Later in the month of August, and after the Federal army had recovered from the effects of the misdirected Burnside Mine operation, Grant renewed his raiding attempts in the vicinity of his extended lines, chiefly with the intent of destroying the Weldon railroad. His further design, no doubt, was to divert his forces from the tedium of trench-construction and other wearying siege duties in front of Petersburg. In these raiding diversions, which were conducted, under Grant’s orders, by two infantry divisions, commanded by General Hancock, assisted by General Warren’s corps, by Gregg’s cavalry, and by a battery of Federal guns, misfortune, in the main, also pursued Northern operations. To check these movements, as well as to protect his own flanks. General Lee directed General A. P. Hill, supported by Heth’s and Mahone’s commands, Hampton’s cavalry, and Pegram’s guns, to move along the endangered railway, upon which, and upon the Danville railroad, Lee’s army depended for its supplies from Richmond, with the design, if possible, of bringing the Federals to battle. For some days there was no other result than sundry skirmishings; though by the 19th of August Warren’s command was come upon and a heavy loss was caused him, including the capture of 2,500 of his men. The Federals, meanwhile, strongly entrenched themselves by the railway, and Hill found it difficult to oust them or bring them to battle. Thus was the Weldon road lost to the Confederates. This, however, did not interfere with Hill’s efforts to dislodge the enemy, and fighting continued for a time, the Federal losses, chiefly falling upon Warren’s corps, amounting by the 21st of the month to 4,450 men. By the 24th (of August) Warren’s command was re-enforced by the divisions under Hancock, which materially strengthened Warren, especially in the neighborhood of Eeam’s Station on the Weldon railroad. Here a severe engagement took place, most disastrous to Hancock, and disheartening in its effect upon his spiritless and panic-stricken men. The attack was made by General A. P. Hill, led by a charge of Heth’s command, and supported by Hampton’s cavalry and part of Pegram’s battery. The extent of the discomfiture which ensued is told in General Lee’s report to Kichmond, under date August 26th (two days after the encounter). Here is Lee’s account of the fighting:

General A. P. Hill attacked the enemy in his entrenchments at Beam’s Station yesterday evening, and at the second assault carried his entire line. Cooke’s and McEae’s North Carolina brigades, under General Heth, and Lane’s North Carolina brigade of Wilcox’s division, under General Connor, with Pegram’s artillery, composed the assaulting column. One line of breast-works was carried by the cavalry, under General Hampton, with great gallantry, who contributed greatly to the success of the day. Seven stands of colors, two thousand prisoners, and nine pieces of artillery are in our possession. The loss of the enemy in killed and wounded is reported to be heavy; ours relatively small. Our profound gratitude is due to the Giver of all victory, and our thanks to the brave men and officers engaged.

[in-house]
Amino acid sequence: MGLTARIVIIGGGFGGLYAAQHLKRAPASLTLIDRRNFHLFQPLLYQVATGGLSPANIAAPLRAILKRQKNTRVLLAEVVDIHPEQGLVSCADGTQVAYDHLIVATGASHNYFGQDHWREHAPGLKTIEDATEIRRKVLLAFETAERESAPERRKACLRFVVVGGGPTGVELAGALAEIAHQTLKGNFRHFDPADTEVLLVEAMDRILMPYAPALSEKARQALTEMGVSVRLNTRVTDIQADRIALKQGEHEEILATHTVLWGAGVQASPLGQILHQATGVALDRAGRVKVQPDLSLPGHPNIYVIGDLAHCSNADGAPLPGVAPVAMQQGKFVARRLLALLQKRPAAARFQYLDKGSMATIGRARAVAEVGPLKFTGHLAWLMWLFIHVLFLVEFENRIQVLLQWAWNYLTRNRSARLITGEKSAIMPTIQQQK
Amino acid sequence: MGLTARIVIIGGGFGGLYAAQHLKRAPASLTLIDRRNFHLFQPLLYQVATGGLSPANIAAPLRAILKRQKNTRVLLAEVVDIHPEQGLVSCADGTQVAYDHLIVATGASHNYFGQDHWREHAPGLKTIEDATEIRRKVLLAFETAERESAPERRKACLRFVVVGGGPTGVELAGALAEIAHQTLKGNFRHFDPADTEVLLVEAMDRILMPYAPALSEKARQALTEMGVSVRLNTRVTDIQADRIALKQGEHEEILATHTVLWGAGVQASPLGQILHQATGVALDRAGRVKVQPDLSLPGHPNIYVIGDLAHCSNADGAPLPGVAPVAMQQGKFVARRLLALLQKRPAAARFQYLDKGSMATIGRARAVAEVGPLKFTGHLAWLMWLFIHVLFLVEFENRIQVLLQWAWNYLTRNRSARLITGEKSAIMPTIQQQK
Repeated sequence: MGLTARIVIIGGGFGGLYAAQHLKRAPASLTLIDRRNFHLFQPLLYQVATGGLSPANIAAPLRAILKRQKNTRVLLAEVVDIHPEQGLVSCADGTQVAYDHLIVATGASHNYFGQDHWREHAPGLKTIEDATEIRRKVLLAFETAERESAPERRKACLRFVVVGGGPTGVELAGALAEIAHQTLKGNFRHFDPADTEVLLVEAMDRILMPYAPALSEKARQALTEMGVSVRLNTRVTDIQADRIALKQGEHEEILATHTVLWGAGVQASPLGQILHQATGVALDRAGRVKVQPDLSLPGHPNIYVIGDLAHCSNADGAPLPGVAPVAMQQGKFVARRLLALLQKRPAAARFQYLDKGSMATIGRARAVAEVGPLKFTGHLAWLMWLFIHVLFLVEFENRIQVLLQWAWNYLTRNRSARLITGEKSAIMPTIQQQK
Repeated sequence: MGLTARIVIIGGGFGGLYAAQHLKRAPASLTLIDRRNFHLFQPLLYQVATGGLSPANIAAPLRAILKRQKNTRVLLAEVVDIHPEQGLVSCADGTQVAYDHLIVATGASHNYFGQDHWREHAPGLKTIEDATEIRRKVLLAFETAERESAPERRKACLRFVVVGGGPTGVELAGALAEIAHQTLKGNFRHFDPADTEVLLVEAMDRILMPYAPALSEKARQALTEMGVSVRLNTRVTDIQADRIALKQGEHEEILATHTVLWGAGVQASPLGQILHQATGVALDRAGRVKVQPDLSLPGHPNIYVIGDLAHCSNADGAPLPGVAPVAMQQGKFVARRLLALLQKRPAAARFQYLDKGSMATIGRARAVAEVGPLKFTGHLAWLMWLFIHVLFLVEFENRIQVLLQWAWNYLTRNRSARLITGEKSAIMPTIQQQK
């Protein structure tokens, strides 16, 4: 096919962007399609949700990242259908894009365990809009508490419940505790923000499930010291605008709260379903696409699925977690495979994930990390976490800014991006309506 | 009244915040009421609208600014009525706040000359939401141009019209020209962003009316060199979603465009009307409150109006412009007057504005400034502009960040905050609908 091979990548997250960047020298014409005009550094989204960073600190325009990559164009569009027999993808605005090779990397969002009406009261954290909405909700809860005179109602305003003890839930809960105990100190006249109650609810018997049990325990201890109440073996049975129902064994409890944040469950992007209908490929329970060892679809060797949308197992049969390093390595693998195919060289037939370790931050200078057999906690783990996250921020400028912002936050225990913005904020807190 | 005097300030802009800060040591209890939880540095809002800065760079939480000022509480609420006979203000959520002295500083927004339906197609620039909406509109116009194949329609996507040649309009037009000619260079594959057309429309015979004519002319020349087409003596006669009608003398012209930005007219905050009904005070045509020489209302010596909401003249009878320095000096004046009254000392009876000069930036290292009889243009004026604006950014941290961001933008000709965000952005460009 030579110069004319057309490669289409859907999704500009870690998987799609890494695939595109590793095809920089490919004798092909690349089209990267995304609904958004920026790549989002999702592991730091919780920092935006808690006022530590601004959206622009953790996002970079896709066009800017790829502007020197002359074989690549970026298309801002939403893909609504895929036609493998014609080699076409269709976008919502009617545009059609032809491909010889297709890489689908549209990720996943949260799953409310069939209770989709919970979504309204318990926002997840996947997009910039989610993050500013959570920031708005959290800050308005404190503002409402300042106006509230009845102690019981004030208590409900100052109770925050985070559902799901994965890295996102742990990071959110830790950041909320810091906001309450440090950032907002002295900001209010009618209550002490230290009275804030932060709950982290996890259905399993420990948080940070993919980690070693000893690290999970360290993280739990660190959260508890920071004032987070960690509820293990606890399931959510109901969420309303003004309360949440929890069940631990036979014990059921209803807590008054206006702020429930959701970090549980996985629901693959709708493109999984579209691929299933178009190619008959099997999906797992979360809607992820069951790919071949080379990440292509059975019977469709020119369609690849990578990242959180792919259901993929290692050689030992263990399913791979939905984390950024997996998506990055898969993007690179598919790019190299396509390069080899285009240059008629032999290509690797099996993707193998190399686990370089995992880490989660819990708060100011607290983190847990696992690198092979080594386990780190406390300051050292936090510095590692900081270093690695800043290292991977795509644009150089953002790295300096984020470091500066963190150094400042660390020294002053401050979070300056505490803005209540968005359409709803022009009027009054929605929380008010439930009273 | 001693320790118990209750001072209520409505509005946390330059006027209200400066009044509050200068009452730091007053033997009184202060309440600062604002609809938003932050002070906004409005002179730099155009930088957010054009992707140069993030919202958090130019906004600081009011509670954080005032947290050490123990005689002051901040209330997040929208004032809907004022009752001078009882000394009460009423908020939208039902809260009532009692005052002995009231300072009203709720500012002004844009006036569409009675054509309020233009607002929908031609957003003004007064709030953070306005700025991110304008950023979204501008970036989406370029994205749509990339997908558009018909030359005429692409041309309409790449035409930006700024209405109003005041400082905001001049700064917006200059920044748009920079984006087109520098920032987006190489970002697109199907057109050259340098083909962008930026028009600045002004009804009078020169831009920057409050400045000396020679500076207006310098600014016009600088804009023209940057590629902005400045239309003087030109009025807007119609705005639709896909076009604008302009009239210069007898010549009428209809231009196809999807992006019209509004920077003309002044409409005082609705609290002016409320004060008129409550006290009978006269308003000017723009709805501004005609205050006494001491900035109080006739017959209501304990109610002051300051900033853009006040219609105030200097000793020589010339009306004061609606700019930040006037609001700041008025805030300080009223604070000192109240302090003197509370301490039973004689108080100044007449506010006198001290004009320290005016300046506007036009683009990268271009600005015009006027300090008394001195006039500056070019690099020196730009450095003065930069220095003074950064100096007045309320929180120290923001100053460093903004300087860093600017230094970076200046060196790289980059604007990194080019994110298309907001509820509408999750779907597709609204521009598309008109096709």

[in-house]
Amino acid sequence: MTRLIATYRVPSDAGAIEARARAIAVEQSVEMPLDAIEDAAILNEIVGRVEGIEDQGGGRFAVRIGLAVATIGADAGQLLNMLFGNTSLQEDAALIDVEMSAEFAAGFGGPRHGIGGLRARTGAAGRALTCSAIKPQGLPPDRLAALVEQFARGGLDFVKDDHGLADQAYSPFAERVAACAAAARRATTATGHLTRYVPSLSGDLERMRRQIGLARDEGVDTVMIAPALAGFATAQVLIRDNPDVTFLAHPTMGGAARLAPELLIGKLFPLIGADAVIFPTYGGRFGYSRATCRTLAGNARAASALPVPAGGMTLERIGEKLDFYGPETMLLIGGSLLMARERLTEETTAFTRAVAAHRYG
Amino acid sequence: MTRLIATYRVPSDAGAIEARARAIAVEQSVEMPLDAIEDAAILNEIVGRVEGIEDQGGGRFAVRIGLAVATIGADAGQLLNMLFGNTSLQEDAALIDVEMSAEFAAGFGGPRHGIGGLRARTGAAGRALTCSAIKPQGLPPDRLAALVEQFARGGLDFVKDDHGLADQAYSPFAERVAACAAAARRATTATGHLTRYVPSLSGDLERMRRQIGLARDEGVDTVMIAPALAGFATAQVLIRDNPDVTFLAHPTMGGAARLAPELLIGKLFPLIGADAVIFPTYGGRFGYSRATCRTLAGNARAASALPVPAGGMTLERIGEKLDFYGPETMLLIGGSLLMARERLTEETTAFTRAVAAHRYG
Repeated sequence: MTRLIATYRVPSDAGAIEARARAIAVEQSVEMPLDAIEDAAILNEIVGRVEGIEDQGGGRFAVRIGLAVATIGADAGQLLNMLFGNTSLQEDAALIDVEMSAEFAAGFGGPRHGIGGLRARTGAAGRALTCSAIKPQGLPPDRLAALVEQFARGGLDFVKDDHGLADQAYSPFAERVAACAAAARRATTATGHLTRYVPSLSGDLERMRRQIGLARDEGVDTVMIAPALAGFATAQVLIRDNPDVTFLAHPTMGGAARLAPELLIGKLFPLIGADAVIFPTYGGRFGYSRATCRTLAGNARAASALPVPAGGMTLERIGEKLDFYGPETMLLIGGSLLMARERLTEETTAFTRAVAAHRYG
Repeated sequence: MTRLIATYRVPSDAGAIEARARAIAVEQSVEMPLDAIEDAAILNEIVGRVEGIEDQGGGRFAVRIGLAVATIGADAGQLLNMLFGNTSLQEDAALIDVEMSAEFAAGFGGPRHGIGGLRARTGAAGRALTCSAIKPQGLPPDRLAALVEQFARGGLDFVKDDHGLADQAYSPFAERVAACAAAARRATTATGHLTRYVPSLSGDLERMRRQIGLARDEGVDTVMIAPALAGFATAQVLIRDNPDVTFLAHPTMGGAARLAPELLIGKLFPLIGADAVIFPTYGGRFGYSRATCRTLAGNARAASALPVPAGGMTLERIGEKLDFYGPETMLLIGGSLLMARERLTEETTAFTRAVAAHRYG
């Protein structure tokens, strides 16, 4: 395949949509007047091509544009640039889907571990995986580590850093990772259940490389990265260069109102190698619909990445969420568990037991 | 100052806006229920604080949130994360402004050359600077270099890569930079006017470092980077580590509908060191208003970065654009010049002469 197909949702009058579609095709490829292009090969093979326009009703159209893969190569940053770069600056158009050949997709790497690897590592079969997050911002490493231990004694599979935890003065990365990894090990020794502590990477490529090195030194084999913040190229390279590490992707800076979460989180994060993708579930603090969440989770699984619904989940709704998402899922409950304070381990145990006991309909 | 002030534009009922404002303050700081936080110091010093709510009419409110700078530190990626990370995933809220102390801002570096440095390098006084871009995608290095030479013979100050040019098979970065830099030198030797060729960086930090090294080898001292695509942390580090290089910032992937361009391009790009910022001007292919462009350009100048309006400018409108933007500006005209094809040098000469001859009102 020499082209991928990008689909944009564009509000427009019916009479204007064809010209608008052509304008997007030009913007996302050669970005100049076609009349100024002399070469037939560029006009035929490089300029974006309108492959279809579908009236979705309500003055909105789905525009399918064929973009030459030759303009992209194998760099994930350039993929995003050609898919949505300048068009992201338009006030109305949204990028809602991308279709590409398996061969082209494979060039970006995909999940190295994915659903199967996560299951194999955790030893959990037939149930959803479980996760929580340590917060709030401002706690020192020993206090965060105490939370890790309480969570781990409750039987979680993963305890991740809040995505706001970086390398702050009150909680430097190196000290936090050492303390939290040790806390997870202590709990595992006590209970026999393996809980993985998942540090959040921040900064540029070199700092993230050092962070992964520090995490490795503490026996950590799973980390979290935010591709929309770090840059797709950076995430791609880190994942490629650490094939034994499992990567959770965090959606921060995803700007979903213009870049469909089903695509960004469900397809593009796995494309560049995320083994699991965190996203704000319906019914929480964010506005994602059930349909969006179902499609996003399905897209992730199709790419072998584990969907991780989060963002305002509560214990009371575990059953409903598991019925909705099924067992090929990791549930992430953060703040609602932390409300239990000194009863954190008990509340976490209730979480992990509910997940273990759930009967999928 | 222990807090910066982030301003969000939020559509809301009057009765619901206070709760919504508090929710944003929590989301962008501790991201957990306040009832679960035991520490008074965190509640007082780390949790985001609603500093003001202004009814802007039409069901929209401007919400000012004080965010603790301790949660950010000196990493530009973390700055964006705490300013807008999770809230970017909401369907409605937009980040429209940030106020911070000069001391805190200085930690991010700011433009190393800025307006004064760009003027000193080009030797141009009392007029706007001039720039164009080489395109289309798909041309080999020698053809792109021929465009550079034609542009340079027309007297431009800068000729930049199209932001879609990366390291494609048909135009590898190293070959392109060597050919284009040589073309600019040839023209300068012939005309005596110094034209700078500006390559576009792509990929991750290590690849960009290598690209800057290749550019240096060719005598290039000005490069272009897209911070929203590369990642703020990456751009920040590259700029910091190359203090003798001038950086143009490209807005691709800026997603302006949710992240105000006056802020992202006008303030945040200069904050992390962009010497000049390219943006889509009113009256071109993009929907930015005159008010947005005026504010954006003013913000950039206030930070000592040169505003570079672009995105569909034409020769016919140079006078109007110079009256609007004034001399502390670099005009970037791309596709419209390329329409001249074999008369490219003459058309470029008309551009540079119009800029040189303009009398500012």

R. E. LEE, General.

After the action at Reams’ Station, little of moment for a month happened, save minor attacks on the extension of Lee’s position north of the James River. About the middle of September an expedition was sent out under General Hampton to attack a Federal post about twenty miles from Petersburg, and, with the aid of the Confederate cavalry, to capture a large drove of cattle, designed for the uses of the Federal camp, then grazing in Prince George county, Va. The Federal post was taken by surprise, the works and camp being captured, with 300 of a garrison; while the cattle were secured and driven towards the “rebel” camp. On the way, however, Hampton’s column was met by one under the Federal general, Wilson, which sought to resist the Confederate return to Petersburg and retake the captured beeves. Though Hampton lost fifty men in the fight that ensued, he was able to return with his command to headquarters, bringing with him all the cattle, which proved a timely acquisition, for many weeks, to the ever-scantily-supplied Confederate camp leaders.